Five fantasy football takeaways from Week 3

How does Ben Roethlisberger's injury shake up the fantasy landscape? 

Joshua Lindsey/Joshua Lindsey-USA TODAY Sports

Let’s break down five of the biggest fantasy football takeaways from Week 3 of the NFL season:

Boom or Bust

Week 3 of the fantasy football season was the ultimate boom or bust week. There were a ton of points available out there, with multiple receivers absolutely going off. If you had some combination of Julio Jones, A.J. Green, Steve Smith, Keenan Allen or Larry Fitzgerald, you know exactly what I’m talking about. 

But on the flip side, if you had Marshawn Lynch, Jeremy Hill, Tyler Eifert, Torrey Smith, Andre Johnson or Chris Ivory, you were looking at a goose egg or something awfully close to it. Boom or bust.

With the sample size from this year growing a little larger, we can start to identify trends and see what’s real and what’s a fluke. Just don’t overvalue one week performance, one way or the other.

Tyler Eifert, for example, is going to be just fine. He’ll get his red zone targets, and remember, he had a touchdown catch overruled and called back. He was great the first two weeks, and you should keep trotting him out. A really poor performance, like WR Mike Evans had last week when he scored zero, can quickly turn into a strong showing the very next week. 

Don’t overreact. It’s one week, and it was a wild one. 

Timeshare changes

Jeremy Hill, LeSean McCoy, Alfred Morris, C.J. Anderson, Tevin Coleman and Bishop Sankey owners? Have a seat. Seems like we have some bad news for you, and we’ll go right down the line.

After coughing up two fumbles in Week 2, Bengals RB Jeremy Hill played just 26 snaps to Giovani Bernard’s 51. It certainly seems like he’s on the wrong end of the timeshare for now, as the Bengals are slowly realizing their run game is more explosive with Bernard and he’s far superior in the passing game. There will be weeks where Hill will be used to salt the clock away, but it’s easy to see Bernard getting the better fantasy stats the rest of the way thanks to his receiving ability and lack of weaknesses. 

Bills RB LeSean McCoy had 11 carries for just 16 yards, despite the Bills walloping the Dolphins. McCoy is still struggling with a hamstring injury, and given how good Karlos Williams has looked with his carries (12-110-1 against MIA), the Bills may seriously consider resting McCoy a week or two until he’s back to full strength. Williams is now firmly in the Flex discussion, while McCoy will need to be monitored closely all this week. There’s no doubting who the better runner is right now.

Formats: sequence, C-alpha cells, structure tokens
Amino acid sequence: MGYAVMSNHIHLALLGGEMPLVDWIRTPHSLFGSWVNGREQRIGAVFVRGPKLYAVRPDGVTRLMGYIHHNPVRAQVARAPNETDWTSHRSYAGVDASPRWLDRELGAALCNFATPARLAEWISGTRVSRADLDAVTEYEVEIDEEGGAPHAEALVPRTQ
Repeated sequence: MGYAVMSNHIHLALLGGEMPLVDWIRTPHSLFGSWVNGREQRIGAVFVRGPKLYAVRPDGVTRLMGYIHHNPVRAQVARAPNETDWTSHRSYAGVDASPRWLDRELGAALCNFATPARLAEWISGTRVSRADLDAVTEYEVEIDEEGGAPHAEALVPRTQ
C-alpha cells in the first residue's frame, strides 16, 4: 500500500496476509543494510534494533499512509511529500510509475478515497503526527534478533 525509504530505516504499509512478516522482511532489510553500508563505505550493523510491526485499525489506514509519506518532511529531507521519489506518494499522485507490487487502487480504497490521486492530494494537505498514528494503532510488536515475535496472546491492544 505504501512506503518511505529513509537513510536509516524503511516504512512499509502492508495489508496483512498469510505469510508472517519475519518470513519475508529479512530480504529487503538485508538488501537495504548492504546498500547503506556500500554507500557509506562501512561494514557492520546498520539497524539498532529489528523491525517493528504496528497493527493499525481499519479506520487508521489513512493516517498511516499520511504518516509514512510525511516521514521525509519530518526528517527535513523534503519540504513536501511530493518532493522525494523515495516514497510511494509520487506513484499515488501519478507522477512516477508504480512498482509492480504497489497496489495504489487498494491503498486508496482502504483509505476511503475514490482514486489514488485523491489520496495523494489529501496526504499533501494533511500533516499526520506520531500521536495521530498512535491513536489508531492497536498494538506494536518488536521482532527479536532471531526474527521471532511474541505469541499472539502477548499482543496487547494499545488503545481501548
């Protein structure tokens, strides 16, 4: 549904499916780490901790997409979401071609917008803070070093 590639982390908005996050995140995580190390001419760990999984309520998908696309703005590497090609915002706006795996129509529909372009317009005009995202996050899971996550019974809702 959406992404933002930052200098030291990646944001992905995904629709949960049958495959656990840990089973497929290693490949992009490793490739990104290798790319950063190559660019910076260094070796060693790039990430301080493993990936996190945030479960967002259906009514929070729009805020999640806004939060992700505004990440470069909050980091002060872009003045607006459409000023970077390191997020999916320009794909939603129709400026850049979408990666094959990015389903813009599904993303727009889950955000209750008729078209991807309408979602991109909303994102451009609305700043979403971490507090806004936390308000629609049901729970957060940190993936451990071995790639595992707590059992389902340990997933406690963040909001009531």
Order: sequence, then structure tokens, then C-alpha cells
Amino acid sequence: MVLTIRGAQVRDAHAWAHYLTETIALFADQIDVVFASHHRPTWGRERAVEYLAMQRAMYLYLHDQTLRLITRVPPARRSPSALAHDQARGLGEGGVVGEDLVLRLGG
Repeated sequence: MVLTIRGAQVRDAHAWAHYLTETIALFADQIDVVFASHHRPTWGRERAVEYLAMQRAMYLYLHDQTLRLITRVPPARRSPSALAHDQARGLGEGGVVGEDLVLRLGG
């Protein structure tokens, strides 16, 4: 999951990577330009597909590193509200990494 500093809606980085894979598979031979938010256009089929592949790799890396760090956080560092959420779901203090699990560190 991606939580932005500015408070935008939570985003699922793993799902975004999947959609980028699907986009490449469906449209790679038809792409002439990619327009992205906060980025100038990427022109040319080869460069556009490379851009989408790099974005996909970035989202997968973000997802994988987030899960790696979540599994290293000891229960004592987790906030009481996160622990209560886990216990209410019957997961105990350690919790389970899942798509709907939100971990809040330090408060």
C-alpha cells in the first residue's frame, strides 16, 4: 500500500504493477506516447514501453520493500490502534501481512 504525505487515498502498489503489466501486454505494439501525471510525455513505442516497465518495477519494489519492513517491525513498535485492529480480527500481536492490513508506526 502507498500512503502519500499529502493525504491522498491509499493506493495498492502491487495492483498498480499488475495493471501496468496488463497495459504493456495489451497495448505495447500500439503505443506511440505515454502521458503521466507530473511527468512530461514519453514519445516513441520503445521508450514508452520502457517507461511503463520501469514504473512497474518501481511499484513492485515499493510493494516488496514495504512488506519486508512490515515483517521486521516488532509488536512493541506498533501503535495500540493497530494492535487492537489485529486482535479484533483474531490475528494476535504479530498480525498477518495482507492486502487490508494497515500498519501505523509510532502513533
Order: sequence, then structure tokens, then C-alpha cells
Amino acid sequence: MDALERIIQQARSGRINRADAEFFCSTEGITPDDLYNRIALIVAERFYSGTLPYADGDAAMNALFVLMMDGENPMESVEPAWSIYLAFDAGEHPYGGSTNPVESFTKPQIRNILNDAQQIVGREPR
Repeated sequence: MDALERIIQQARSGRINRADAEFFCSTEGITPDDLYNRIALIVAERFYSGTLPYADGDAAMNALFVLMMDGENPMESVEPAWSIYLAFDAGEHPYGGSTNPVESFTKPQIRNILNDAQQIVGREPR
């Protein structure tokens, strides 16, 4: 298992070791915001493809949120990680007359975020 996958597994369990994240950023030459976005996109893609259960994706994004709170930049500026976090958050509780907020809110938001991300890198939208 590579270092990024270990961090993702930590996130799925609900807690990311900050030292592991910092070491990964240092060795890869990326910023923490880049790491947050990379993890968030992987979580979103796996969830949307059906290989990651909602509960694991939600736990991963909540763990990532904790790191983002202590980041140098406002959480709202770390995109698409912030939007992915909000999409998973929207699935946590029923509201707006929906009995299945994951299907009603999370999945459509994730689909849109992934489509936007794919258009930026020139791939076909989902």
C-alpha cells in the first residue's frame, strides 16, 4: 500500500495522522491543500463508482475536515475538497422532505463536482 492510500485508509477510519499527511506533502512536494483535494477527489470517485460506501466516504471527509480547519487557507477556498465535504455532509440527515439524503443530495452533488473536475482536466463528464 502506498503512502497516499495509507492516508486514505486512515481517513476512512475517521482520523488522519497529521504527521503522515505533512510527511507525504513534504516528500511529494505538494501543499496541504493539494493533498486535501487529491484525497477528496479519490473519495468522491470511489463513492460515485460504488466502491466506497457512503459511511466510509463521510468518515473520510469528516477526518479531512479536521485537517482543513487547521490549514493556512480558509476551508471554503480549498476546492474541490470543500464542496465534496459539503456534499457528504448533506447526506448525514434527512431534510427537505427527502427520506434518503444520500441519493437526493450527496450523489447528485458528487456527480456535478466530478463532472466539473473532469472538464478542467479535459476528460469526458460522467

Redskins RB Alfred Morris fell far in drafts for exactly this reason: Matt Jones can really play, and the Redskins are going to be playing from behind a lot. Morris’s complete inability in the passing game is going to leave him glued to the bench quite often, even if Jay Gruden keeps insisting that he’s the lead back. Jones is more explosive and more versatile, and both sat against the Giants when the Redskins were in catch-up mode. Unless Washington can get ahead, Morris is going to have a hard time getting all the carries he needs to be start-worthy in PPR leagues. The more losses that pile up for Washington the worse it might get; Jones is the future, not Morris. 

For the third straight week, C.J. Anderson and Ronnie Hillman essentially split touches 50-50. While Anderson’s evaluation for a head injury that caused him to miss a small portion of the game may have contributed to this, it’s becoming tougher to think this is anything but a true timeshare situation. Neither Anderson (8-18) or Hillman (7-13-1) had any success against Detroit. If you took Anderson in the first round of your fantasy draft, you’re probably hurting right now. He’s no more than a low-end RB2 until the Denver run game gets established and he starts to hold off Hillman for carries.

For a while it looked like Tevin Coleman had his grip on the Falcons starting RB job, but a rib injury suffered last week opened the door for Devonta Freeman, and boy, did he run right through it. Freeman ran incredibly hard, putting up a crazy 30-141-3 on the ground while adding in 5-52 through the passing game, which has always been a strength of his. It would be a surprise if the Falcons didn’t give Freeman the majority of the carries for at least a few weeks after such a dominant performance against a Dallas run D that had just shut down DeMarco Murray and company completely.